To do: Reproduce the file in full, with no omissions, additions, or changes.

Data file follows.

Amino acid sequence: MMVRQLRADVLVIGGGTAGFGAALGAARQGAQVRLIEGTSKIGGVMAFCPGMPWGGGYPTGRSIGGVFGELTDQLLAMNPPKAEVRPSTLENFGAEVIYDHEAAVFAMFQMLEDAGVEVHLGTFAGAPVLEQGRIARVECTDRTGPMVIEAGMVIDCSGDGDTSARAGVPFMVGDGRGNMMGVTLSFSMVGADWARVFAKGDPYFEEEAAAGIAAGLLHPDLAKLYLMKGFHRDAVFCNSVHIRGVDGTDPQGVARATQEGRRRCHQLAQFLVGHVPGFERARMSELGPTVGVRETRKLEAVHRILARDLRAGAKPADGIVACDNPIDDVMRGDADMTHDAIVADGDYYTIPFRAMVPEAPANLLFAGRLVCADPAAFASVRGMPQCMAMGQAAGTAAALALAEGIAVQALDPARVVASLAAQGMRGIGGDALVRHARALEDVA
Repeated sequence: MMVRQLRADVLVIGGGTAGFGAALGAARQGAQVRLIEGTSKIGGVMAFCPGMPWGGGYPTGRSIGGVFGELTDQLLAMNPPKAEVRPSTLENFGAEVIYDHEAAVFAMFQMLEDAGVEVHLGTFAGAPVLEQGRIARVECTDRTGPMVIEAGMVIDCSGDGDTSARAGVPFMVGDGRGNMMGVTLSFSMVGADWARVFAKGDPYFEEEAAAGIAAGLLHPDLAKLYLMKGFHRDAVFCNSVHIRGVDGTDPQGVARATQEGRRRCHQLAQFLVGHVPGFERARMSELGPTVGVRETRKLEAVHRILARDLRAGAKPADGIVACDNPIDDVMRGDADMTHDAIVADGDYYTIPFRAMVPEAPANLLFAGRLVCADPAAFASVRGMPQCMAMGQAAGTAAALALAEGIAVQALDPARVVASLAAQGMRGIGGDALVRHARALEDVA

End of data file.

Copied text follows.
Amino acid sequence: MMVRQLRADVLVIGGGTAGFGAALGAARQGAQVRLIEGTSKIGGVMAFCPGMPWGGGYPTGRSIGGVFGELTDQLLAMNPPKAEVRPSTLENFGAEVIYDHEAAVFAMFQMLEDAGVEVHLGTFAGAPVLEQGRIARVECTDRTGPMVIEAGMVIDCSGDGDTSARAGVPFMVGDGRGNMMGVTLSFSMVGADWARVFAKGDPYFEEEAAAGIAAGLLHPDLAKLYLMKGFHRDAVFCNSVHIRGVDGTDPQGVARATQEGRRRCHQLAQFLVGHVPGFERARMSELGPTVGVRETRKLEAVHRILARDLRAGAKPADGIVACDNPIDDVMRGDADMTHDAIVADGDYYTIPFRAMVPEAPANLLFAGRLVCADPAAFASVRGMPQCMAMGQAAGTAAALALAEGIAVQALDPARVVASLAAQGMRGIGGDALVRHARALEDVA
Repeated sequence: MMVRQLRADVLVIGGGTAGFGAALGAARQGAQVRLIEGTSKIGGVMAFCPGMPWGGGYPTGRSIGGVFGELTDQLLAMNPPKAEVRPSTLENFGAEVIYDHEAAVFAMFQMLEDAGVEVHLGTFAGAPVLEQGRIARVECTDRTGPMVIEAGMVIDCSGDGDTSARAGVPFMVGDGRGNMMGVTLSFSMVGADWARVFAKGDPYFEEEAAAGIAAGLLHPDLAKLYLMKGFHRDAVFCNSVHIRGVDGTDPQGVARATQEGRRRCHQLAQFLVGHVPGFERARMSELGPTVGVRETRKLEAVHRILARDLRAGAKPADGIVACDNPIDDVMRGDADMTHDAIVADGDYYTIPFRAMVPEAPANLLFAGRLVCADPAAFASVRGMPQCMAMGQAAGTAAALALAEGIAVQALDPARVVASLAAQGMRGIGGDALVRHARALEDVA